Johari the gorilla is on antidepressants. It eases her PMS.
When the Toledo Zoo needed calm zebras, it used an antipsychotic medication to quiet their jitters. Zoo staffers tried to soothe wildebeests with antipsychotic medication for eight months last year, and even occasionally this year. A swamp monkey was dosed with the antipsychotic, but it didn t help her get along with her daughter. It wasn t much good for ostrich aggression either. Yet a little Valium calmed the silverback gorilla when one of the females had a doctor visit. And Prozac helped a female orangutan negotiate life in her group.
Now that humans have warmly embraced citizenship in the Prozac Nation, zoo animals are making tentative gallops, flights, and knuckle-walks into the world of psychotropic pharmaceuticals.
In the last decade, zoos across the nation have turned to antidepressants, tranquilizers, and even antipsychotic drugs such as haloperidol, sold as Haldol, to ease behavioral problems in zoo denizens.
They re definitely a wonderful management tool, and that s how we look at them, said the Toledo Zoo s mammal curator, Randi Meyerson. To be able to just take the edge off puts us a little more at ease.
Klechka was 300 pounds of sinewy orange ferocity. Then keepers hung shade cloth in the Amur tiger s enclosure to keep him out of the sun. (Amur tigers are also called Siberian tigers.)
That did it. He morphed from brave tiger into cowardly lion.
It was terrifying for him, Ms. Meyerson said. He even stopped eating.
To help Klechka get accustomed to his altered environment, the big cat received a low dose of Valium for two days. It did the trick. The 2-year-old tiger went back to being his normal, formidable self.
Most often, the drugs are short-term interventions to help animals through a bad patch, but occasionally, they become a long-term treatment for animal behavior. Take the case of Johari, a 17-year-old female gorilla.
To hear gorilla keeper Char Petiniot describe interactions among the Toledo Zoo s gorillas is to follow a soap opera featuring a greater-than-average number of bite wounds.
Johari is a nervous gorilla at the best of times, plucking hair from her arms and face the way some people chew fingernails. To make matters worse, her family group has had more than its share of drama, with members moving in and out of the group, and alliances constantly shifting. When Kwisha, a silverback, returned to the group in 2002 after a lengthy separation, Johari kept getting injured in fights with Kwisha.
At first, keepers blamed Kwisha. He attacked Johari on a number of occasions, and many of the attacks required medical treatment. Johari had to be knocked out, separated from her group, and given time to heal. On return, she d be attacked again.
Things got so serious, there was talk of blunting the silverback s teeth, an idea no one liked.
We finally decided, after watching what was going on, that it really wasn t Kwisha s fault, Ms. Petiniot said. Kwisha was just being a normal dominant male.
He was trying to approach her, and she would go berserk. He d walk up to her, and she d scream bloody murder and charge him and jump on him.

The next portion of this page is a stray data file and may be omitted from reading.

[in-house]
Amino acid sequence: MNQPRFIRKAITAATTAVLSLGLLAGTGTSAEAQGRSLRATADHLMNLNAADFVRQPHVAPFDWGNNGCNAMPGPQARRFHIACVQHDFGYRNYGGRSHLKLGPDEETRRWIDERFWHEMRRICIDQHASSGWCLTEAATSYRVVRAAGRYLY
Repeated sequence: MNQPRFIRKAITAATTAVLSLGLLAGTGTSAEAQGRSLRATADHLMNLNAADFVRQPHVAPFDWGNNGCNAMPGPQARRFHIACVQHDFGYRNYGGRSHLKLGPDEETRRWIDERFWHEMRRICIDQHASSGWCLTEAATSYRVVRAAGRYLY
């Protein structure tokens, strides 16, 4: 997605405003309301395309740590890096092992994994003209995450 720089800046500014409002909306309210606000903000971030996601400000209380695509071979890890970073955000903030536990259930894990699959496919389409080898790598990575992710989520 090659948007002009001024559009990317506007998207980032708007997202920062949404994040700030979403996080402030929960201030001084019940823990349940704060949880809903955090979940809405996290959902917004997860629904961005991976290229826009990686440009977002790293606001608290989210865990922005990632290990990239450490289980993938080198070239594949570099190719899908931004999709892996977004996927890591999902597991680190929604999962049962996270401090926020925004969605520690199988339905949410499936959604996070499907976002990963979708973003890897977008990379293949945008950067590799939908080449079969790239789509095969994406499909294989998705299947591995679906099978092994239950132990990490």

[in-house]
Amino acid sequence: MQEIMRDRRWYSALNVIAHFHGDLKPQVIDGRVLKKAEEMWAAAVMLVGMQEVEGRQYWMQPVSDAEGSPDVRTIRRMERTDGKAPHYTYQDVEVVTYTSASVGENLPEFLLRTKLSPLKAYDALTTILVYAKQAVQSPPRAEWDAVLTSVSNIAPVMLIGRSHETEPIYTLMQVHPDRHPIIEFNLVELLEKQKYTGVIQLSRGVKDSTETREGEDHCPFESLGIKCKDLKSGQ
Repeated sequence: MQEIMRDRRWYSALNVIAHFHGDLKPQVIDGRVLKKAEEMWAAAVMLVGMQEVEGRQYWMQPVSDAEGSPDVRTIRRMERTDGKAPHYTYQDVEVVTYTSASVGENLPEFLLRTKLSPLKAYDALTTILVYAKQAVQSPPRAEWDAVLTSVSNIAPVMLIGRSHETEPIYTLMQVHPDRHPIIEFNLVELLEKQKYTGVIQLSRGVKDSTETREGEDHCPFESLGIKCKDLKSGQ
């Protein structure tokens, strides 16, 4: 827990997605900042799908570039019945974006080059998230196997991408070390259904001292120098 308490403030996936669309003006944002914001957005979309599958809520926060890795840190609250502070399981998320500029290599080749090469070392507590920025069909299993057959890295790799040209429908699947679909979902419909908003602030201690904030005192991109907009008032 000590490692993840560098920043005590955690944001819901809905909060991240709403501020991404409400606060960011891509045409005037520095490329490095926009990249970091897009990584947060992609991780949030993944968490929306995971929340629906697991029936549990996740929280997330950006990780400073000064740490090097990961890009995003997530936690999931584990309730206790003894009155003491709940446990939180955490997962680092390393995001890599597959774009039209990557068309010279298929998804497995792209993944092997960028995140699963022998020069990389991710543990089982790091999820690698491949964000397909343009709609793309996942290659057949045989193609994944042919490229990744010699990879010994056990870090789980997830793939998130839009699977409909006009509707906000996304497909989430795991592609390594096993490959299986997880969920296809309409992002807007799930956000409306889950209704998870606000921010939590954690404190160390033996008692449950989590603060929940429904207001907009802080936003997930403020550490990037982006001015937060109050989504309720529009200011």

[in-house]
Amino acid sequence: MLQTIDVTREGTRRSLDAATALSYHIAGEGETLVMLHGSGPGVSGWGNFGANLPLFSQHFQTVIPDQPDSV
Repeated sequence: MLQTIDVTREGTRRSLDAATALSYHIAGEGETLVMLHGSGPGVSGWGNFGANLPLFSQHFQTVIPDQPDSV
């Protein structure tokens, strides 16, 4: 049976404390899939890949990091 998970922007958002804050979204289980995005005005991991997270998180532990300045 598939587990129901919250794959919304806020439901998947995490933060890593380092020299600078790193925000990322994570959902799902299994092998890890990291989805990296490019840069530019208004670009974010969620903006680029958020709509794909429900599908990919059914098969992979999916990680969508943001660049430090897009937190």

By tracking Johari s menstrual cycles against injuries in the gorilla group, Ms. Petiniot noticed a correlation.
Troupe members were most likely to be injured the week before Johari s menses.
Johari was given daily doses of an antidepressant often used for premenstrual tension. A month after she started on Prozac, she was reintroduced to her group. To everyone s delight, the reintroduction was trouble-free.
They were fine. I don t think we had any injuries, Ms. Petiniot said.
In fact, Johari and Kwisha bred, and the female gave birth to Dara in August, 2003. The zoo staff hoped the hormonal changes of pregnancy and nursing would reduce her premenstrual symptoms. Antidepressant treatment was stopped. It proved a mistake.
She got kind of psychotic on us, Ms. Petiniot said. Johari was back on antidepressants in a month, and she remains on them.
Ms. Petiniot acknowledges she is conservative when it comes to the use of any drug. She d rather have the animals living drug-free whenever possible. But animal behavior expert and veterinarian Kathy Houpt of Cornell University in Ithaca, N.Y., says real ethical problems can arise when needed treatment is withheld.
I think it s unethical to have an animal for example a dog with separation anxieties, desperately trying to get out of the house, digging until his paws are bloody it s unethical not to treat them with drugs if it will make them not as anxious or not as aggressive. You re making an animal feel more contented, Dr. Houpt said.
Robert Webster, the Toledo Zoo's bird curator, says Haldol helped keep two of his birds from plucking their feathers out. Nothing else the zoo had tried seemed to work as well.
The emotional lives of great apes seem to demand special intervention. When any of the gorillas is immobilized for treatment or surgery, Kwisha becomes completely unglued, Ms. Petiniot said.
He just gets really upset, she said. His displeasure is compounded by profuse diarrhea. Kwisha s emotional state, and its unpleasant side effects, spreads to all the other gorillas. Everyone gets sick. The male also refuses to take his group outside.